A UBS financial advisor is suing the firm claiming retaliation for his whistleblowing to the SEC, according to news reports.

Mark Mohan says in a pro se lawsuit that UBS began retaliating against him after he had filed complaints in 2015 and 2016 accusing the firm of failing to provide securities ratings by its research analysts and securities coverage status in a timely fashion, FA-IQ sister publication FundFire writes.

In an April 2017 amended version of the complaint, Mohan says the failures led to investment advisors buying certain securities without material information, and that UBS didn’t adequately supervise advisors in determining securities on the firm’s restricted list, according to the publication. These actions were in violation of the Sarbanes Oxley Act of 2002, according to Mohan, FundFire writes.

Mohan, who’s still employed by UBS, according to BrokerCheck, also says he was “financially harmed by not commencing his disability leave in April of 2016 in accordance with the letter from his doctor because of statements made by his manager,” according to the publication. Mohan allegedly suffered from lumbar disk issues but was dissuaded by his manager from claiming short-term disability at first, only filing for benefits in July that year, FundFire writes, citing Mohan’s lawsuit.

Mohan claims that because of the manager’s advice, he received reduced disability payments, according to the publication.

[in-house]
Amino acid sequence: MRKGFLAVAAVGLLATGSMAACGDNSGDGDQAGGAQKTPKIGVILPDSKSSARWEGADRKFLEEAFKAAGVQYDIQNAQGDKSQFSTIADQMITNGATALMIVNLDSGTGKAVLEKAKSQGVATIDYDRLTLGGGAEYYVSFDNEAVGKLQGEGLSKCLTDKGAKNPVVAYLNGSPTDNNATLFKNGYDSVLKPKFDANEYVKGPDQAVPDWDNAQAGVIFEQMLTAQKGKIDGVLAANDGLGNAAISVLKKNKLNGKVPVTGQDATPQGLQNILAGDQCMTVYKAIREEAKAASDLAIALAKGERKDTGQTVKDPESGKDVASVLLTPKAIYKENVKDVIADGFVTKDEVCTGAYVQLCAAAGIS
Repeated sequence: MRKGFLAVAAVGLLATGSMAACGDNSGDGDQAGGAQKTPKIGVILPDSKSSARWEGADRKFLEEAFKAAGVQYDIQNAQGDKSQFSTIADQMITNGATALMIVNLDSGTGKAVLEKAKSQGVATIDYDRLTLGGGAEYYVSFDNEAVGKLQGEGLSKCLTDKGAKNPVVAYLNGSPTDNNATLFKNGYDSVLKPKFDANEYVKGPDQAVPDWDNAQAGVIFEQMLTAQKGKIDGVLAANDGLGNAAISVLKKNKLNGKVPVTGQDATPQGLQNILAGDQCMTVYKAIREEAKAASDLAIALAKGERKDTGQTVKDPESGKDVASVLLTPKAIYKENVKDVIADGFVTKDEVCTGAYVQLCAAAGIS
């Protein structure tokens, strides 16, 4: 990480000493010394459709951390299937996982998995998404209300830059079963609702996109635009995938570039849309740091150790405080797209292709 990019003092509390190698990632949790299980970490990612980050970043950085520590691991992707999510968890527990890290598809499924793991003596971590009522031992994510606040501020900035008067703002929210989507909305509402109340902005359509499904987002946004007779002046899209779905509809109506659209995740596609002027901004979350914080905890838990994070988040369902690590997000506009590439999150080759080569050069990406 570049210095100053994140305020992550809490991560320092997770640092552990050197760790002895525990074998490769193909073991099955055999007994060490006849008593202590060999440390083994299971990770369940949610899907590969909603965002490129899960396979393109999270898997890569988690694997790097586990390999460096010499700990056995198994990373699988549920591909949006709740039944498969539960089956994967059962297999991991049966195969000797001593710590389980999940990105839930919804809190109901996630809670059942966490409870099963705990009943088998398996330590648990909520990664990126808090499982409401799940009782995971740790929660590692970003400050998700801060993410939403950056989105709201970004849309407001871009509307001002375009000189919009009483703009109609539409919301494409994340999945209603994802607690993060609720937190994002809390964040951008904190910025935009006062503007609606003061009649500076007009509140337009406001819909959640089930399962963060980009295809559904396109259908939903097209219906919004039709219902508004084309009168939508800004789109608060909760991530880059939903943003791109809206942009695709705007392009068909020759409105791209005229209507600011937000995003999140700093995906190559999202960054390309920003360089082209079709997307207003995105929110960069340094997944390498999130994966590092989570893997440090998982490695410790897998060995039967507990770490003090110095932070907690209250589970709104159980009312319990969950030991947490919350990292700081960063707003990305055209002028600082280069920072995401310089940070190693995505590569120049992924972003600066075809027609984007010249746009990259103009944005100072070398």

Mohan claims he began feeling discriminated against in January 2017, and in July of that year he filed discrimination and retaliation complaints with the Occupational Safety and Health Administration, the U.S. Equal Employment Opportunity Commission and the Connecticut Commission on Human Rights and Opportunities, FundFire writes.

A UBS spokesman tells the publication in an email that the firm still finds Mohan’s claims meritless and plans to defend itself.

The Department of Labor has yet to issue an administrative decision on the broker’s Sarbanes-Oxley complaint, FundFire writes.


Mohan is also suing Aetna Life Insurance Company, which administered UBS’s benefits, according to the publication. Aetna and Mohan intend to resolve the lawsuit in mediation on June 4, according to court filings cited by FundFire.

Richard Celler, managing partner of Celler Legal, tells the publication that Mohan’s lawsuit against UBS would not be allowed to stand in federal court, which he says is “typical with pro se complaints – everything gets thrown into documents.”

“This is just all over the place,” Celler tells FundFire.